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Drs. Mehmet Oz and Dr. Mike Roizen
Dr. Mehmet Oz is host of the popular TV show “The Dr. Oz Show.” He is a professor in the Department of Surgery at Columbia University and directs the Cardiovascular Institute and Complementary Medicine Program and New York-Presbyterian Hospital.

Dr. Mike Roizen is chief medical officer at the Cleveland Clinic Wellness Institute, an award-winning author, and has been the doctor to eight Nobel Prize winners and more than 100 Fortune 500 CEOs.

Dr. Mehmet Oz,Dr. Mike Roizen

Tags: spices | cholesterol | blood pressure | dr. oz

Spices Help Lower Blood Pressure

Dr. Mehmet Oz, M.D. and Dr. Mike Roizen, M.D. By Thursday, 01 July 2021 03:04 PM Current | Bio | Archive

A few years ago, a poll conducted by a hot sauce brand claimed to prove that people who like spicy food are spicier when it comes to romance.

We're not sure that holds up, but we are sure that when it comes to enjoying spices — and not just hot ones — the more the merrier, and healthier.

Two studies on the effect of America's favorite spices on triglycerides and blood pressure have found that when people who are overweight and have elevated cholesterol enjoy a daily dose of a mixture of dried basil, bay leaf, black pepper, cinnamon, coriander, cumin, ginger, oregano, parsley, red pepper, rosemary, thyme, and turmeric, they register lower blood pressure and healthier lipid levels.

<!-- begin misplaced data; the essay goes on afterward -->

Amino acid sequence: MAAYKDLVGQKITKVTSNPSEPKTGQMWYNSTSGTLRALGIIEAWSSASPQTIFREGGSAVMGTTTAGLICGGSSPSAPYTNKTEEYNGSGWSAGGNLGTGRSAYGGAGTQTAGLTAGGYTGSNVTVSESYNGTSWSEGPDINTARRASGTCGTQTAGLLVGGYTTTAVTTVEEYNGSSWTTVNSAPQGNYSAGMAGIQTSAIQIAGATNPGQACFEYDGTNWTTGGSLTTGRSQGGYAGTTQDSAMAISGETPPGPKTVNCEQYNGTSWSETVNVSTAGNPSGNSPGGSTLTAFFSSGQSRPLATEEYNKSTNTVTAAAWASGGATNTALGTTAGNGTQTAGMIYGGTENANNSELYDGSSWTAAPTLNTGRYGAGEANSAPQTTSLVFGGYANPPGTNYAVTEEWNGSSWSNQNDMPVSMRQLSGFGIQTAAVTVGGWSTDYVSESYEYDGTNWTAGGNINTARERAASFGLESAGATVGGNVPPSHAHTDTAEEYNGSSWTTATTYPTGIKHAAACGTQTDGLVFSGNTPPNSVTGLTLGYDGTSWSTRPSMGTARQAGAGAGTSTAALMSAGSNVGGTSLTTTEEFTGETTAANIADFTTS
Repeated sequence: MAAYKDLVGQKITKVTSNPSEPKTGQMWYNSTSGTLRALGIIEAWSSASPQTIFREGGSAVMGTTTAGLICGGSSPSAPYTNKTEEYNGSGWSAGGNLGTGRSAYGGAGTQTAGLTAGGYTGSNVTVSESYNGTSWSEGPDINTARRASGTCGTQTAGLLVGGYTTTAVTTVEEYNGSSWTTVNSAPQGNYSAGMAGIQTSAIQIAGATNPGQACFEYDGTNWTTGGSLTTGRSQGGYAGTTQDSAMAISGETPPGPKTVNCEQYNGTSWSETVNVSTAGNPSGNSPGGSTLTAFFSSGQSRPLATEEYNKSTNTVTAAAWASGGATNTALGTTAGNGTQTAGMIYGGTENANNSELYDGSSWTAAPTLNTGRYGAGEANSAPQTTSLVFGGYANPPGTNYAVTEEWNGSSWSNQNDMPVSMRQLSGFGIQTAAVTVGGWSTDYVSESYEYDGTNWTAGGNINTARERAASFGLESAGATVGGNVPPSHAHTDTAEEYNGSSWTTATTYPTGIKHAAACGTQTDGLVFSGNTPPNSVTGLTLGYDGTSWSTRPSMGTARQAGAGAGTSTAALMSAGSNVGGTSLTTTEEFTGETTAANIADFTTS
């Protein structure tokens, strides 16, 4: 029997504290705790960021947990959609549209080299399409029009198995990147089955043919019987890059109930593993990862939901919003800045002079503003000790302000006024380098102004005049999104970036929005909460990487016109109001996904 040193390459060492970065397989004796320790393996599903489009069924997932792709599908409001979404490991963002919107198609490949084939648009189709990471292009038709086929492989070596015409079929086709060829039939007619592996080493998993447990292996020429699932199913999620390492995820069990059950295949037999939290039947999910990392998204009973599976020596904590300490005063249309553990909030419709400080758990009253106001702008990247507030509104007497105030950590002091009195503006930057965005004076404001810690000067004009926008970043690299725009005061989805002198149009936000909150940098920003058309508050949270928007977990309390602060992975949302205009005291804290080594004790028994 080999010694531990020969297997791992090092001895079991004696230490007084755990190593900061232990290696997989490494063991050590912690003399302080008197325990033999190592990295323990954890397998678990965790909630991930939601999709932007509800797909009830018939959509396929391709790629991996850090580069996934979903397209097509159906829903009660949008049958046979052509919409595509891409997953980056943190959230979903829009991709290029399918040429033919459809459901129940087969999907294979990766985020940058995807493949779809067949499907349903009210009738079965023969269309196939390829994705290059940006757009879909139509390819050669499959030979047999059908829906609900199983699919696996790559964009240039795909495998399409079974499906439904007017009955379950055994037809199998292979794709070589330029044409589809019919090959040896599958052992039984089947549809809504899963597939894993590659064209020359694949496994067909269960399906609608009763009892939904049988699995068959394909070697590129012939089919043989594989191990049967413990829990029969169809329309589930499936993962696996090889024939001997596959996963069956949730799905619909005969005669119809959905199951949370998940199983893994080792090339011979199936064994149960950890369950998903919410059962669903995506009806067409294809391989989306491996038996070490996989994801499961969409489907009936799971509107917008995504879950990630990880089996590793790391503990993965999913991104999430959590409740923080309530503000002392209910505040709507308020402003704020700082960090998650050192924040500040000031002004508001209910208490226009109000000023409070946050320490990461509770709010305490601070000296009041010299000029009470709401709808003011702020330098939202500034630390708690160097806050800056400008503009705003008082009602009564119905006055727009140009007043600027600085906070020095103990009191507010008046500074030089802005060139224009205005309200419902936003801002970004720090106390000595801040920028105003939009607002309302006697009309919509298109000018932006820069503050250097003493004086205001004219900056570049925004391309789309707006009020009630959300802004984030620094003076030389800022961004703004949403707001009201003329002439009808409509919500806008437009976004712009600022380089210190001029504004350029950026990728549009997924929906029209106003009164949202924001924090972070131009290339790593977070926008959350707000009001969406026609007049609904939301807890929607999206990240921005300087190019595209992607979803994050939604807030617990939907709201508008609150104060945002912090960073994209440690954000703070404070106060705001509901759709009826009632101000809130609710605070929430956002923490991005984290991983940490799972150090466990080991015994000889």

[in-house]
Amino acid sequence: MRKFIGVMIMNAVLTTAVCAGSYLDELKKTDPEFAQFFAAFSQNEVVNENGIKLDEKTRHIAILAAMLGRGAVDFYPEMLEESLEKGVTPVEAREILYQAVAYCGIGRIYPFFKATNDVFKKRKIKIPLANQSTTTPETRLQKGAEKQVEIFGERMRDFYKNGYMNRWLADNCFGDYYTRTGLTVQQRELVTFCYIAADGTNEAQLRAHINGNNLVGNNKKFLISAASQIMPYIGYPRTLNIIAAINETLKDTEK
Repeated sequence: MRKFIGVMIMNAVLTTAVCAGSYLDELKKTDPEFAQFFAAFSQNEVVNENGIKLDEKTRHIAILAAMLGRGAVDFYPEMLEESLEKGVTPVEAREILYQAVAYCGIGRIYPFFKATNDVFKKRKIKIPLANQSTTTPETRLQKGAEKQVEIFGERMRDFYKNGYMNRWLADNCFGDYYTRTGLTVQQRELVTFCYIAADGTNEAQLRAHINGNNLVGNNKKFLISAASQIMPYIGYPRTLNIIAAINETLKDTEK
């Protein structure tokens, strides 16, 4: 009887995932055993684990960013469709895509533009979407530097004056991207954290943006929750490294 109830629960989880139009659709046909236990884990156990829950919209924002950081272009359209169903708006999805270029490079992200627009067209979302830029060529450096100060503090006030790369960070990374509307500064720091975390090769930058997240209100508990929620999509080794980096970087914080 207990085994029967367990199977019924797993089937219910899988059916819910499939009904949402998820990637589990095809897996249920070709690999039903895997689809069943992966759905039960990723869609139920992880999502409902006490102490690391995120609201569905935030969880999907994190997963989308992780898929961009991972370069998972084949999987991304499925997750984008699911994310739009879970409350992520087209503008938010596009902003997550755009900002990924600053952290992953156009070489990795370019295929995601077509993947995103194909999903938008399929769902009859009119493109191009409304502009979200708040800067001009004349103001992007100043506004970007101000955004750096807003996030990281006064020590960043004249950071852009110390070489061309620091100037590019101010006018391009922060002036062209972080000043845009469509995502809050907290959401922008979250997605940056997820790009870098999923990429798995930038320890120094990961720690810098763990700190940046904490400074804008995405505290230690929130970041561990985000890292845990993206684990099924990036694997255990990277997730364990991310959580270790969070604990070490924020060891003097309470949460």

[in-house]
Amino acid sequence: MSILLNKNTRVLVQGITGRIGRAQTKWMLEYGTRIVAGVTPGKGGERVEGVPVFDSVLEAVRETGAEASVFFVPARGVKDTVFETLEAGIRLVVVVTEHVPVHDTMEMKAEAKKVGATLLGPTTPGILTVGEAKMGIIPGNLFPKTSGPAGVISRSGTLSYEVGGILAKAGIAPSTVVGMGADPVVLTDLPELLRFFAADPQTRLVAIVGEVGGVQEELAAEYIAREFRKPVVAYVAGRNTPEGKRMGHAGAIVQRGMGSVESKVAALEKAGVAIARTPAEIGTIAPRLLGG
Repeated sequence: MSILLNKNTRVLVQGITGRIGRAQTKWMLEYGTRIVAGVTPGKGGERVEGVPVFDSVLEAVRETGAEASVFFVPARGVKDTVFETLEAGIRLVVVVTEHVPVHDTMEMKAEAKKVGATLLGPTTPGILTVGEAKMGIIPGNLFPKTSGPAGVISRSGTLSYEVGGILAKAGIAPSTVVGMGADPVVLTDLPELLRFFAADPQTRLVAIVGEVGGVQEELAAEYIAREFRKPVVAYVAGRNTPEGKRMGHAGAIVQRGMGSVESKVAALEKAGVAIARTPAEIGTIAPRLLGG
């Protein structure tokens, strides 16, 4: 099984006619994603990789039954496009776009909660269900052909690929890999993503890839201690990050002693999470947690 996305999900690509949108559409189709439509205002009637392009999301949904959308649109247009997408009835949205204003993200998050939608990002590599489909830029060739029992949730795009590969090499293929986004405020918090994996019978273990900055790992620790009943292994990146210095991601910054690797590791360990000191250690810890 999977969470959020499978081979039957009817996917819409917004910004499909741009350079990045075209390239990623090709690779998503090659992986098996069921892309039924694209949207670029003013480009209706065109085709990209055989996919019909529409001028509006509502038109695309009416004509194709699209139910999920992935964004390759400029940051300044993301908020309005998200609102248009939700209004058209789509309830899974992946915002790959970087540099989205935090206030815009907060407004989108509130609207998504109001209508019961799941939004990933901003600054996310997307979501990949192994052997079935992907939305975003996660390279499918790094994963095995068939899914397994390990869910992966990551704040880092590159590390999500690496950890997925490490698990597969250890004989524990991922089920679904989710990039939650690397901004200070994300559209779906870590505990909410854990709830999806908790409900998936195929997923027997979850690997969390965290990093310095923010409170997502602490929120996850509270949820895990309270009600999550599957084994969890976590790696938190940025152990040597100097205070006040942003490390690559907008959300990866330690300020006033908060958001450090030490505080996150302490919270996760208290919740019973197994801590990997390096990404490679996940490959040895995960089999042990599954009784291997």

The first study, published in the journal Food and Function, found that individually, cinnamon, cloves, and turmeric were most effective for lowering triglycerides. And when combined, cinnamon, cloves, and turmeric delivered powerful results.

The second study, presented at the NUTRITION 2021 online meeting, found that eating about half a tablespoon of the dried spice mixture daily for four weeks lowered both systolic (top number) and diastolic (lower) blood pressure.

It seems that the spices relax blood vessels. The systolic number went down 2.2 mmHg and the diastolic went down 1.6 mmHg. That's enough to help protect your blood vessels from damage and reduce the risk of stroke.

So spice up your food and you'll spice up your health — and, who knows, maybe your love life too.

© King Features Syndicate

It seems that the spices relax blood vessels. In studies, the systolic number went down 2.2 mmHg and the diastolic went down 1.6 mmHg.
spices, cholesterol, blood pressure, dr. oz
Thursday, 01 July 2021 03:04 PM
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